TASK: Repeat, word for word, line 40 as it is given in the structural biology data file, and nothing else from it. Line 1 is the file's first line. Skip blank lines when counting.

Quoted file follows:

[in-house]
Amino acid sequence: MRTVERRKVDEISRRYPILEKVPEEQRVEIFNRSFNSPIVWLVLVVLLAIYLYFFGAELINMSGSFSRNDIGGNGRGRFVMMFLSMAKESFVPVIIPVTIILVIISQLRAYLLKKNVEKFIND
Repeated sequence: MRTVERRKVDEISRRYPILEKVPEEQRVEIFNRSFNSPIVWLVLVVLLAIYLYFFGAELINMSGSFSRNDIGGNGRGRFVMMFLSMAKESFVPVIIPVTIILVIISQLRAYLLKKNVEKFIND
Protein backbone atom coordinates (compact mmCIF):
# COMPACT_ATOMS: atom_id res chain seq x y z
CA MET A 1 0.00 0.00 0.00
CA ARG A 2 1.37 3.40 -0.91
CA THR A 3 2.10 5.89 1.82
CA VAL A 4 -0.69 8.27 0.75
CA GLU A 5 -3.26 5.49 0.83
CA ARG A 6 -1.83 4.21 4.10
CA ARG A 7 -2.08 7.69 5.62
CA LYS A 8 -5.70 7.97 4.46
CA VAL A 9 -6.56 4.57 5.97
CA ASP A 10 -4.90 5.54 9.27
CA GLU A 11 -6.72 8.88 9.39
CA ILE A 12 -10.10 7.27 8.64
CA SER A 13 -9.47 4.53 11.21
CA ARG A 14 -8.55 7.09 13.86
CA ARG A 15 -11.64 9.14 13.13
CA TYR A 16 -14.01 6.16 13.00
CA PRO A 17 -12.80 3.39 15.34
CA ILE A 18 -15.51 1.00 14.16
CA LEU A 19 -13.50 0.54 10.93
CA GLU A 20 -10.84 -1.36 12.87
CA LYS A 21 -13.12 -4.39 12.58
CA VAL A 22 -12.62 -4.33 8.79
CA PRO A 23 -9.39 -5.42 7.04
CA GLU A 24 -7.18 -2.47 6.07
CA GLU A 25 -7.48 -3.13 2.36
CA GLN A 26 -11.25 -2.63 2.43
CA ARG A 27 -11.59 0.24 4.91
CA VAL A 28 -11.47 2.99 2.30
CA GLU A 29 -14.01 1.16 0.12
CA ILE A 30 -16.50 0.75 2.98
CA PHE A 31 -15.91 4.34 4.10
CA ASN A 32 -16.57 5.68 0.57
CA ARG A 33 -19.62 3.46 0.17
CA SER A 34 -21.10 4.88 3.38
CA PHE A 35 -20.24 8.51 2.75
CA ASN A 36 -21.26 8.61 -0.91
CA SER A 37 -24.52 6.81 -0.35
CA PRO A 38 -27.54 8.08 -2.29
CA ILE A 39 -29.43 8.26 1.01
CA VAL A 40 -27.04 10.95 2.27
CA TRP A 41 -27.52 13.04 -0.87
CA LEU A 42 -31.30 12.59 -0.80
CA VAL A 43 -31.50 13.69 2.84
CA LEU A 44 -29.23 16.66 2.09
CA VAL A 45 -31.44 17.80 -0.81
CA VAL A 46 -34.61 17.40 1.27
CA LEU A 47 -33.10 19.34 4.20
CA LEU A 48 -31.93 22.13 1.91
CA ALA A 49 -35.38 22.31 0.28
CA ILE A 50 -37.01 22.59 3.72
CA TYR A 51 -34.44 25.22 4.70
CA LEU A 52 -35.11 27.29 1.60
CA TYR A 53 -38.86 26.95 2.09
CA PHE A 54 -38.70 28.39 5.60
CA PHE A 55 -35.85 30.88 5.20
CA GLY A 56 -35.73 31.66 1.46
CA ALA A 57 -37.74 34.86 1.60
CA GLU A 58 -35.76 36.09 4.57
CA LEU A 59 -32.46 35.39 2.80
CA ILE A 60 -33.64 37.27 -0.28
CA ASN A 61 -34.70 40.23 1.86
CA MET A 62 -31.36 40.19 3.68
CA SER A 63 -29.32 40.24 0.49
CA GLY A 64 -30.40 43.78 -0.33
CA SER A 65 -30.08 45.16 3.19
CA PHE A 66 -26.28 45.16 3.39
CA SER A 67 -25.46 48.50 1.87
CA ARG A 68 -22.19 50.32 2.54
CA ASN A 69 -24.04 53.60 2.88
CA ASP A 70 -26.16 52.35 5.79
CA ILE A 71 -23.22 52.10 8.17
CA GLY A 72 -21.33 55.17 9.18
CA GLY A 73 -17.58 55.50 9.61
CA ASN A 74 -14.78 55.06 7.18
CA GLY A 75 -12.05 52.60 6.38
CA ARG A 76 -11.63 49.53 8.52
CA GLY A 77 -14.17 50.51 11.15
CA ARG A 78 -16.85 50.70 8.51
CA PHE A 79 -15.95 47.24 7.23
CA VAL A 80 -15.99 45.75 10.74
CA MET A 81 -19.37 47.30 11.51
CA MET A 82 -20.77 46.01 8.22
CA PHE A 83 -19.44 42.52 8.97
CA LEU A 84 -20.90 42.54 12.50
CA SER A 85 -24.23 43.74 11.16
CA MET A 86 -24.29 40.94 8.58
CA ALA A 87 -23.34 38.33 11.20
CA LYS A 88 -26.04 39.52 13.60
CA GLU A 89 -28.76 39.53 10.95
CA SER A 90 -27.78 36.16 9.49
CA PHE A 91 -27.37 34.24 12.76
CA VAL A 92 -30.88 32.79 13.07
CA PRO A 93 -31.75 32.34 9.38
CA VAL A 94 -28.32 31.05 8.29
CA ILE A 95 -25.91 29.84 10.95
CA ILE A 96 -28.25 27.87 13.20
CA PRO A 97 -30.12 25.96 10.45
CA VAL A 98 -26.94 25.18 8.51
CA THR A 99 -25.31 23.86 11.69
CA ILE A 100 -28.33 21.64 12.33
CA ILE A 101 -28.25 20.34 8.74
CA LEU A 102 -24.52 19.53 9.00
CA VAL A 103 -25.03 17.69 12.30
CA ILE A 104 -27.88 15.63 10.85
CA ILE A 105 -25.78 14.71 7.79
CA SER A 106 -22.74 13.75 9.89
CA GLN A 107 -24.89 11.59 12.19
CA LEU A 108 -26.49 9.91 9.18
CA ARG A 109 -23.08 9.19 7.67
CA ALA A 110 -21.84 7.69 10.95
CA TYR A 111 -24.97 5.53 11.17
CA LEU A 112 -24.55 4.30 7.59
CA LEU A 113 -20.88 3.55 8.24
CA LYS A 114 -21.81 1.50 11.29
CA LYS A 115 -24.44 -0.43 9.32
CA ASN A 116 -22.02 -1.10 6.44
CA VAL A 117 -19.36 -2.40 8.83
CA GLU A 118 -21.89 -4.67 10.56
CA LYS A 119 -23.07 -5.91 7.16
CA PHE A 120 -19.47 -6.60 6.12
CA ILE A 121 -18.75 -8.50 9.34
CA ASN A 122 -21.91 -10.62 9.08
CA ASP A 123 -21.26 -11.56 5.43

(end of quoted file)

CA PHE A 35 -20.24 8.51 2.75